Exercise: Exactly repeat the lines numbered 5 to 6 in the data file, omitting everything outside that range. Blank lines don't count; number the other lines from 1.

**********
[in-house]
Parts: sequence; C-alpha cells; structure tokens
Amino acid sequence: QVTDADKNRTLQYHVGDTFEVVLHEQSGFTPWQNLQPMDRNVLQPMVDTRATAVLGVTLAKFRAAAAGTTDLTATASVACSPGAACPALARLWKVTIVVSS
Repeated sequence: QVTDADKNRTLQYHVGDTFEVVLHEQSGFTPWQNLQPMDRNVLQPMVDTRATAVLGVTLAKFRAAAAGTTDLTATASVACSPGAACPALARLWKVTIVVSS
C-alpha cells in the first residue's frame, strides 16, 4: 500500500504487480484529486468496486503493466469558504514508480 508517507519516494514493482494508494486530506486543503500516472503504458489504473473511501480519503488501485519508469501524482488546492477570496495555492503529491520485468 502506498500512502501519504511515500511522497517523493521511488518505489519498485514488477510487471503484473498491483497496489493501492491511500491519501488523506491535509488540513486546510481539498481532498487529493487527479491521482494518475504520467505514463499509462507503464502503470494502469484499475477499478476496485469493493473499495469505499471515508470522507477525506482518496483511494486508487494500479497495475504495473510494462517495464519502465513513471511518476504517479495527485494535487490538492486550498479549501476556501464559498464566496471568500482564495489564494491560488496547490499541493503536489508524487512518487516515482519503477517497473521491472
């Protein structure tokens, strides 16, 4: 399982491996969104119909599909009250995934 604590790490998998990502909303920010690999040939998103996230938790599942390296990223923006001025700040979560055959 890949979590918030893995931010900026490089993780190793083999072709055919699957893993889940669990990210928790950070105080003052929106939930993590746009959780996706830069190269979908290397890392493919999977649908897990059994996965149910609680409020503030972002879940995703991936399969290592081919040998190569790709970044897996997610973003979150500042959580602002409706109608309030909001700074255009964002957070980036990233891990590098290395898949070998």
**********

C-alpha cells in the first residue's frame, strides 16, 4: 500500500504487480484529486468496486503493466469558504514508480 508517507519516494514493482494508494486530506486543503500516472503504458489504473473511501480519503488501485519508469501524482488546492477570496495555492503529491520485468 502506498500512502501519504511515500511522497517523493521511488518505489519498485514488477510487471503484473498491483497496489493501492491511500491519501488523506491535509488540513486546510481539498481532498487529493487527479491521482494518475504520467505514463499509462507503464502503470494502469484499475477499478476496485469493493473499495469505499471515508470522507477525506482518496483511494486508487494500479497495475504495473510494462517495464519502465513513471511518476504517479495527485494535487490538492486550498479549501476556501464559498464566496471568500482564495489564494491560488496547490499541493503536489508524487512518487516515482519503477517497473521491472
């Protein structure tokens, strides 16, 4: 399982491996969104119909599909009250995934 604590790490998998990502909303920010690999040939998103996230938790599942390296990223923006001025700040979560055959 890949979590918030893995931010900026490089993780190793083999072709055919699957893993889940669990990210928790950070105080003052929106939930993590746009959780996706830069190269979908290397890392493919999977649908897990059994996965149910609680409020503030972002879940995703991936399969290592081919040998190569790709970044897996997610973003979150500042959580602002409706109608309030909001700074255009964002957070980036990233891990590098290395898949070998």